While the press reported Scorpion’s mission as a failure, it provided useful data before being abandoned. It collected some radiation readings and a number of useful images.
The robot seems to have become stranded on a pile of debris on the rail. Radiation data from along this inspection route provided only one radiation reading, no telemetry as other videos had. Tepco’s video is heavily edited but still provides some useful information.
A reminder, these readings are the result of venturing into the more deadly areas of the reactor where they have been unable to previously, no resulting from an increase of radiation. While this is much lower than the earlier camera estimates of radiation it is still extremely high and quite deadly.
Arond the same area where the high radiation source was found, TEPCO stated they found a 210 Sv/h reading with the on board radiation sensor.
New images from inside the pedestal were obtained as were some images looking up into the containment structure.
Image below from TEPCO. White ghosting on the image is likely due to radiation levels rather than steam. The existing melt hole in the pedestal floor grate can be partially seen in the upper mid section of the image. A very thick amount of fuel debris can be see in the lower right section of the image. The mark “clean” on this image with an arrow indicates an area where the floor grate may have failed after the molten fuel had splattered on the area. Further below, more fuel debris and structures can be seen.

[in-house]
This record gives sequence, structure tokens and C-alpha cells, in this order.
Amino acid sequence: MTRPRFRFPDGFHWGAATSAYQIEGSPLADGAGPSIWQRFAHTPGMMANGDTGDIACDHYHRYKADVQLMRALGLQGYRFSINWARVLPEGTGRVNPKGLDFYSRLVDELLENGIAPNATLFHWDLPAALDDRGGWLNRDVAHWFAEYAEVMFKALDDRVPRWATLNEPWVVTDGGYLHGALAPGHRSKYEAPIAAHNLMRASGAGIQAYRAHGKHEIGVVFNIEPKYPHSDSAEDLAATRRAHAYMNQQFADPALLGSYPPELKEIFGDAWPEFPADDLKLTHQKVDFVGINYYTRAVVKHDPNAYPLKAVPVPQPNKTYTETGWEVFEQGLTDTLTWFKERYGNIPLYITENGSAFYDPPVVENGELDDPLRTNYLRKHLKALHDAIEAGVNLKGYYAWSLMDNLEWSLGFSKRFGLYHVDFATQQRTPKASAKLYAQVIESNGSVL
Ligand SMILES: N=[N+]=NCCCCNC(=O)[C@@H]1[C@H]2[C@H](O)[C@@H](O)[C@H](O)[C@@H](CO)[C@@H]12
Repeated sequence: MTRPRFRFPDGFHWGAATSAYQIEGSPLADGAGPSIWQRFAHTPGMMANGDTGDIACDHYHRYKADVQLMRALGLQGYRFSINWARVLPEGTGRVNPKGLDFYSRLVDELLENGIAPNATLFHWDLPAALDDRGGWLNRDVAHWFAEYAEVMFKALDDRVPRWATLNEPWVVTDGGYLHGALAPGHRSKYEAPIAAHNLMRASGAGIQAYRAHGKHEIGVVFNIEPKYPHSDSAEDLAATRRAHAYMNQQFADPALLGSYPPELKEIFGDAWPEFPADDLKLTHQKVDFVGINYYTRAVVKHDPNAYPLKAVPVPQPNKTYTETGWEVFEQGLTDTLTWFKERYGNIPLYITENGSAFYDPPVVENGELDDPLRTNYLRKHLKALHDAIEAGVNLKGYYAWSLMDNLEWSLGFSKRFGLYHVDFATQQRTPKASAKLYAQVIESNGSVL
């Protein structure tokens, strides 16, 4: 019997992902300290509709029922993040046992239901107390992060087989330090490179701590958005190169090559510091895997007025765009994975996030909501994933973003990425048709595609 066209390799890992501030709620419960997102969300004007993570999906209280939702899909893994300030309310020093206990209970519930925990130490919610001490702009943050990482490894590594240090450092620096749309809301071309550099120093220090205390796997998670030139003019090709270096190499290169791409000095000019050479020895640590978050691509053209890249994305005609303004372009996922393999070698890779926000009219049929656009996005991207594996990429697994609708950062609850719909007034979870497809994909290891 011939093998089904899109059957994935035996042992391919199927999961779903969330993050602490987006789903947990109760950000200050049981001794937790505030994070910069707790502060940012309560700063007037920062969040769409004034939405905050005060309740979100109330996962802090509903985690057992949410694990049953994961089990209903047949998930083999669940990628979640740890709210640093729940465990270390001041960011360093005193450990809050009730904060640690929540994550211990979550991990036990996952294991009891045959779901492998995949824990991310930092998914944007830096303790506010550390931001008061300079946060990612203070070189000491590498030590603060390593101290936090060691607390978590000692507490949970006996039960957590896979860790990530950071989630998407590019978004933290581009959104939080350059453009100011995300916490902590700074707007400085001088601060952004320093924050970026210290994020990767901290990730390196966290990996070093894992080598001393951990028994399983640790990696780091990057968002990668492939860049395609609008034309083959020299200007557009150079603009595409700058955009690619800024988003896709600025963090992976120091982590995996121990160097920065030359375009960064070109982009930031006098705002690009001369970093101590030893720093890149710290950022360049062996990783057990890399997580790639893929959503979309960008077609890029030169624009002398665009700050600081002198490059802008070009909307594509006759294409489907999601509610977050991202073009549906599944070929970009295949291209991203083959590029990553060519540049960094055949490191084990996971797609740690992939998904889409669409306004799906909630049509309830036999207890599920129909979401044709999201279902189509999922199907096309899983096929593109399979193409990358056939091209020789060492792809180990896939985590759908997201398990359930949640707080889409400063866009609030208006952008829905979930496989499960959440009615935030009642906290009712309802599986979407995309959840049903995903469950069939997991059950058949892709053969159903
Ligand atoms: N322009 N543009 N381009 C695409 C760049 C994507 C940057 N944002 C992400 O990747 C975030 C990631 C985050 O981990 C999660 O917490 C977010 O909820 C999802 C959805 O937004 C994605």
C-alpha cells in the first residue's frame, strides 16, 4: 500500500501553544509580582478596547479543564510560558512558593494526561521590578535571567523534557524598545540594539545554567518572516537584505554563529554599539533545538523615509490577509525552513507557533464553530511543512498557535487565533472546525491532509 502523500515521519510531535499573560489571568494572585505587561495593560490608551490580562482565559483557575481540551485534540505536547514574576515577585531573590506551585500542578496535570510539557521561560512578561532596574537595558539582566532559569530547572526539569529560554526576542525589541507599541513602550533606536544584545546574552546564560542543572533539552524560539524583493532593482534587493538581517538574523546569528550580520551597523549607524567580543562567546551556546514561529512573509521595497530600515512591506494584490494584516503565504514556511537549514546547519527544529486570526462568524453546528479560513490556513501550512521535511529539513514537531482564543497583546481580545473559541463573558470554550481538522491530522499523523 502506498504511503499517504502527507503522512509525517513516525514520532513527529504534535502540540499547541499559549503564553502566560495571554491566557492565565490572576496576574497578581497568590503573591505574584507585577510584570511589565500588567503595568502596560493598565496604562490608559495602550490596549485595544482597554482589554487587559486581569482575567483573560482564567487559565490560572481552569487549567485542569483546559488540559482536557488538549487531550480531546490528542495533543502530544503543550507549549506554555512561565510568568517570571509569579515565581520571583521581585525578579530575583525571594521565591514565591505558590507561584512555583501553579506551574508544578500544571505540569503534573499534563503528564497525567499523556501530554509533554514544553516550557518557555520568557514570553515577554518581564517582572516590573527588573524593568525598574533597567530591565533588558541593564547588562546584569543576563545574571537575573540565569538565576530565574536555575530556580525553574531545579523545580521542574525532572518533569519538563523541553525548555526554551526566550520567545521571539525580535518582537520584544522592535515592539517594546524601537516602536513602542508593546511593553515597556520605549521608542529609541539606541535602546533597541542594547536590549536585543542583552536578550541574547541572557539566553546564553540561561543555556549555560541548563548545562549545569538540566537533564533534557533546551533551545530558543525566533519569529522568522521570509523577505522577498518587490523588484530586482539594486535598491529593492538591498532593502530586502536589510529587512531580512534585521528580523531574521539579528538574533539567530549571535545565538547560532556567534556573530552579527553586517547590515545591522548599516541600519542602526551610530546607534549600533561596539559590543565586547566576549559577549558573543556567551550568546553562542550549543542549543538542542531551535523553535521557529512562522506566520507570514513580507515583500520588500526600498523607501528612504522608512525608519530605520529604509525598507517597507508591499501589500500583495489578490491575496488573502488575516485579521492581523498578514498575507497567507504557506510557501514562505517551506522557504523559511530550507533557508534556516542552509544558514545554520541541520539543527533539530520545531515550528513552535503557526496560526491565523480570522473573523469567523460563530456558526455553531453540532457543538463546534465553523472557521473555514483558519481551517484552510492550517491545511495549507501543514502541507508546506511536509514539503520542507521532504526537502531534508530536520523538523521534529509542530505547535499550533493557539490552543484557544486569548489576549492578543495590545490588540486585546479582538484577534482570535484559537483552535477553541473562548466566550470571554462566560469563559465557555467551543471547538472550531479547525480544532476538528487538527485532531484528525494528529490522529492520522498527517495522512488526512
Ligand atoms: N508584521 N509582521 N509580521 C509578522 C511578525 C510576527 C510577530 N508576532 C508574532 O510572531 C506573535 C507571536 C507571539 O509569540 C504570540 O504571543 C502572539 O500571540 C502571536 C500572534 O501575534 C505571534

The red circle shows an area where it appears fuel debris was moved or blocked by a fallen piece of sheet steel.
In both images, sections of light colored piping can be seen below the area where the grate is missing. On the far left of the image a partially melted section of flexible conduit can be seen.
This appears to indicate that high temperatures within the pedestal were very localized.
TEPCO handout for this work